African Americans Less Likely to be Dean than Director

African Americans Less Likely to be Dean than Director

(Image: File)
(Image: File)

African Americans and Hispanic Americans are far less likely to hold the dean’s chair at America’s leading business schools than they are to serve on the board of directors of the major corporations those business schools prepare students to work in, according to a new study by The PhD Project. The PhD Project works to increase minority representation in business school faculty.

[Related: Does the New SAT Hurt Students Who Attend Poor Schools?]

The study found that among the 1,601 business schools in the U.S., an African American is dean of just 33, or 2.0%. Hispanic Americans account for just nine, or 0.5%.

By contrast, African Americans represent 8.5% of directors at the largest 200 S&P 500 companies, and Hispanics account for 4.5% of director seats at those companies, according to an industry report released in November. Of those 200 businesses, 73% have at least one African American director; 47% have at least one Hispanic American director.

“Business schools have long recognized the value of attracting and educating a diverse group of MBA, undergraduate, and doctoral students,” said Bernard J. Milano, The PhD Project’s co-founder and president of the KPMG Foundation, in a press release. “But when minority students look at business school faculties and leadership, they see very few people who look like them. This can send the signal that business isn’t for them.”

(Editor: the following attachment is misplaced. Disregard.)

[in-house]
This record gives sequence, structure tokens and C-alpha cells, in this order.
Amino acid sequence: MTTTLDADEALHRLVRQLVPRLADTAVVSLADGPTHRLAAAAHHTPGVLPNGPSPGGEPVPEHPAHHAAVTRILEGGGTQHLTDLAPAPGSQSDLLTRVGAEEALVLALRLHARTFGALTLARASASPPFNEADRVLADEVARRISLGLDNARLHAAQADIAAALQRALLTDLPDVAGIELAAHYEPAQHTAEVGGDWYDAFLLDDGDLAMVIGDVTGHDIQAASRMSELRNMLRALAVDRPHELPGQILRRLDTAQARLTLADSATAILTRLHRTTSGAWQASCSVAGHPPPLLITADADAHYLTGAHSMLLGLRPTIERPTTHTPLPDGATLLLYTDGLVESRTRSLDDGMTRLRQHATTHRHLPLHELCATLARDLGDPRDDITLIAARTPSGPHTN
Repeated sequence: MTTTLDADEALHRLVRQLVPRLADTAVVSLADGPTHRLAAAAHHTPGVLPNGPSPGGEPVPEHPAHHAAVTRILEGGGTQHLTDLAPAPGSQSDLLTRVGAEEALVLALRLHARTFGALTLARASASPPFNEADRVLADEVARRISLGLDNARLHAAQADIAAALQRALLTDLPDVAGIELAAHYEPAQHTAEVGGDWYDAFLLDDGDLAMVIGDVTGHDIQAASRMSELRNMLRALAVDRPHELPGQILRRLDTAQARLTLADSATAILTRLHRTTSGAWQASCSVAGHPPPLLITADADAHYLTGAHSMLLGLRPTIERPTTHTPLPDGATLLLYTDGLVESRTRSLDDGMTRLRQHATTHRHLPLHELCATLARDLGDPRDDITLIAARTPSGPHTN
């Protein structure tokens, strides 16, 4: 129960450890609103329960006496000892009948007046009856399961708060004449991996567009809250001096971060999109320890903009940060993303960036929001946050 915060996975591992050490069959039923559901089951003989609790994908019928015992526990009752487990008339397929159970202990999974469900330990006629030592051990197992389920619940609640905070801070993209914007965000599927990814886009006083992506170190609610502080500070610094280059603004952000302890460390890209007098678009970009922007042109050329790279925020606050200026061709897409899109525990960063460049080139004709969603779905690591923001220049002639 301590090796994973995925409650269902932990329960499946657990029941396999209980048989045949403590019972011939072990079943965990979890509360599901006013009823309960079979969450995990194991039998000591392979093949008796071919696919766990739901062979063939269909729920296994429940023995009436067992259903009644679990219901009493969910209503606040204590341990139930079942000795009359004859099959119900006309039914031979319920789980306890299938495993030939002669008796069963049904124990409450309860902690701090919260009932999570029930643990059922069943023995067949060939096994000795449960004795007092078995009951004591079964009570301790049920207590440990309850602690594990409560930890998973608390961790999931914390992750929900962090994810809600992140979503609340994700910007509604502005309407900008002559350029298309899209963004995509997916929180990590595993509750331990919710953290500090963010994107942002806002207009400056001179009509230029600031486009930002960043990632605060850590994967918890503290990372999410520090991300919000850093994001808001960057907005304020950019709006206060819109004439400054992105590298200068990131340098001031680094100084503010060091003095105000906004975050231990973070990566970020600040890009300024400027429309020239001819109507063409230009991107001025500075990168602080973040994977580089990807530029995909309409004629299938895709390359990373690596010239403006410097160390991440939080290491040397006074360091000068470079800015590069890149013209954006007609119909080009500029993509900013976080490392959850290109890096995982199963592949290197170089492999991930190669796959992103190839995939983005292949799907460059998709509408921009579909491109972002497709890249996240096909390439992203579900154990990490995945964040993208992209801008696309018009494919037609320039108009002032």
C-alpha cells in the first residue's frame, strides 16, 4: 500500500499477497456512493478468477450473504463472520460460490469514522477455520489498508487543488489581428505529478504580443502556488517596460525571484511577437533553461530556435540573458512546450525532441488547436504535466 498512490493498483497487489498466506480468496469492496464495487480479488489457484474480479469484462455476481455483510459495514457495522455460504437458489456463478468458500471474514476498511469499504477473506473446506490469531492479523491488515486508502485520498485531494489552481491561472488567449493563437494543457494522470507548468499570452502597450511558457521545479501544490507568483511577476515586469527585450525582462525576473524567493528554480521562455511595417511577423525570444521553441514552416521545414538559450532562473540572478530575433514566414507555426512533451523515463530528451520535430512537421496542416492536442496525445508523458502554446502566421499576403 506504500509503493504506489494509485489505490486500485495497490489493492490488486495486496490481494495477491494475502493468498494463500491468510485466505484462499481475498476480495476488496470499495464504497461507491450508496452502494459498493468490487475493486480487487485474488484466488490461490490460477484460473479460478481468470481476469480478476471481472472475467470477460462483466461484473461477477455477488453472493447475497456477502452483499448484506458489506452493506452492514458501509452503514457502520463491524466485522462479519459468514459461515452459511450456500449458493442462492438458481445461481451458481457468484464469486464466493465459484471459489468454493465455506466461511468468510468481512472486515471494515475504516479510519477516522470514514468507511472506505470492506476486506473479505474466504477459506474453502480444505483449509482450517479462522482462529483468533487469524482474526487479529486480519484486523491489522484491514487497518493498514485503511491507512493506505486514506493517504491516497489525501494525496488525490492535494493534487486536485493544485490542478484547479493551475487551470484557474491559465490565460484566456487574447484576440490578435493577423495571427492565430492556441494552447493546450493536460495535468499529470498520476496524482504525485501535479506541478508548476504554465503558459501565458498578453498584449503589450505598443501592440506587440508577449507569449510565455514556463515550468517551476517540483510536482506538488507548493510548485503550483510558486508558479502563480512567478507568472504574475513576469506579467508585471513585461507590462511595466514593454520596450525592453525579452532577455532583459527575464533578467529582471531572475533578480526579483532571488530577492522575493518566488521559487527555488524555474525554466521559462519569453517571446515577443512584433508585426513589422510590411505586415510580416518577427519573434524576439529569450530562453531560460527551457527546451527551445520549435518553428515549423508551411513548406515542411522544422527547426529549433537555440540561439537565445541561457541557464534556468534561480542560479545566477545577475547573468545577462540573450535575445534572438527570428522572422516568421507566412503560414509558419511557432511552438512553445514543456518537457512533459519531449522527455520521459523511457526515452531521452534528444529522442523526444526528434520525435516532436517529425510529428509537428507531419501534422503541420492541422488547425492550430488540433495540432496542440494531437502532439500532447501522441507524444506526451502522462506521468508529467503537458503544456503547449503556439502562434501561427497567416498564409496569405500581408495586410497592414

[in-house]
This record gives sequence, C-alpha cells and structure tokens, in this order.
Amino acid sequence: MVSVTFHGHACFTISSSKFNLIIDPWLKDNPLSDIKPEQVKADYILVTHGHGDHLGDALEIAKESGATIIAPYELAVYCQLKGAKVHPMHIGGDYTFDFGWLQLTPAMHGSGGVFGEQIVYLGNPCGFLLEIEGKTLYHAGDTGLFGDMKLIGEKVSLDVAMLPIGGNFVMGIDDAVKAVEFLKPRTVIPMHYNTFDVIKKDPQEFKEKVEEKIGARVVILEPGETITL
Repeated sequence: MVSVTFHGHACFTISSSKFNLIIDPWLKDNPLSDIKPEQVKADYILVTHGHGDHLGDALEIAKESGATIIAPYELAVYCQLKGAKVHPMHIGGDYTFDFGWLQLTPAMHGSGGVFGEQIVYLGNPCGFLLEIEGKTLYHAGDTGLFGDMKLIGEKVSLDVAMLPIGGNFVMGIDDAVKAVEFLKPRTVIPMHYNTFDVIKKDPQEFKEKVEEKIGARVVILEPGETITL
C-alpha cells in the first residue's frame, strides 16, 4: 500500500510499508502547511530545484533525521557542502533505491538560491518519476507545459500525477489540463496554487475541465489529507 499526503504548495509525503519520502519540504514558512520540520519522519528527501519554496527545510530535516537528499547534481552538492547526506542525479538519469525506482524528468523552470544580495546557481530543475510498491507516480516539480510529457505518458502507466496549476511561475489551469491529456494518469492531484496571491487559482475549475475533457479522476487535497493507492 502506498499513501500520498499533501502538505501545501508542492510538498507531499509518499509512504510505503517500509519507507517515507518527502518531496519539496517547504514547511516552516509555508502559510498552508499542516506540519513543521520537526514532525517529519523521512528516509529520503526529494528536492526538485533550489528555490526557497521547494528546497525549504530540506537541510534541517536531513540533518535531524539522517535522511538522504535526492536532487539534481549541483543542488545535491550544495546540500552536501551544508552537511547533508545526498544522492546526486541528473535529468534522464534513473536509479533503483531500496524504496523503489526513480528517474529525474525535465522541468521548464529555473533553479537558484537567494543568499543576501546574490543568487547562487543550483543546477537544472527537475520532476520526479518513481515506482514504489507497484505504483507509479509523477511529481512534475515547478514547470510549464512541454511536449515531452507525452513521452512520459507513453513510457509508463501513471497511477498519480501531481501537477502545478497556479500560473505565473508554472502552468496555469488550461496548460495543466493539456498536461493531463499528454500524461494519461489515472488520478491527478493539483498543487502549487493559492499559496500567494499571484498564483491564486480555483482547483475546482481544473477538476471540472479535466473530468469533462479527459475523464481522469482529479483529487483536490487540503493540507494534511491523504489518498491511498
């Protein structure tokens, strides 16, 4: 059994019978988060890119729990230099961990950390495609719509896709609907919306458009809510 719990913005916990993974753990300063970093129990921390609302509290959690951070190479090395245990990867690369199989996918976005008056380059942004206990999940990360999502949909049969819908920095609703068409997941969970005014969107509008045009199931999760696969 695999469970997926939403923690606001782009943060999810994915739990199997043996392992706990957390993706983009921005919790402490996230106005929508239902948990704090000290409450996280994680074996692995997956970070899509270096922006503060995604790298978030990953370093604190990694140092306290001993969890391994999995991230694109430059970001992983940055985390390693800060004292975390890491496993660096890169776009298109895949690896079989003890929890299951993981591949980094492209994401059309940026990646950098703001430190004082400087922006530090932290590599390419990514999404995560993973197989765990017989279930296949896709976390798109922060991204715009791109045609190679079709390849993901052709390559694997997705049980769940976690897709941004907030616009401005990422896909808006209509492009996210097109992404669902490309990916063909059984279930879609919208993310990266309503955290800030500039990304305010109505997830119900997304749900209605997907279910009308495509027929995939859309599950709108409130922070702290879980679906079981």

“America’s business community wants to hire a more diverse workforce, and America’s business schools want to provide a more diverse talent pool,” Milano added. “Placing more role models and potential mentors in front of the classroom and in the dean’s office will help to attract more underrepresented minorities to business studies and business careers, a goal we all share.”

Milano, the program’s creator and lead sponsor, noted that African Americans, Hispanic Americans, and Native Americans are also extremely underrepresented (4.0%) as faculty members at business schools. This, he pointed out, deters young undergraduates who are choosing a major or college; those who do study business are deprived of role models, mentors, and career coaches who could help them succeed academically.

Since The PhD Project was formed in 1994 the number of minority faculty has more than quadrupled. However, though business schools are supportive of The PhD Project’s efforts to increase faculty diversity, “still, there is a long way to go,” Milano acknowledged.

The PhD Project has also begun an initiative to encourage more minority faculty members to apply for positions as deans and other senior administrators. During the current academic year, four African Americans and one Hispanic American have become business school deans. Currently among the 1,601 business schools, there is one Native American dean.

For more information on The PhD Project, visit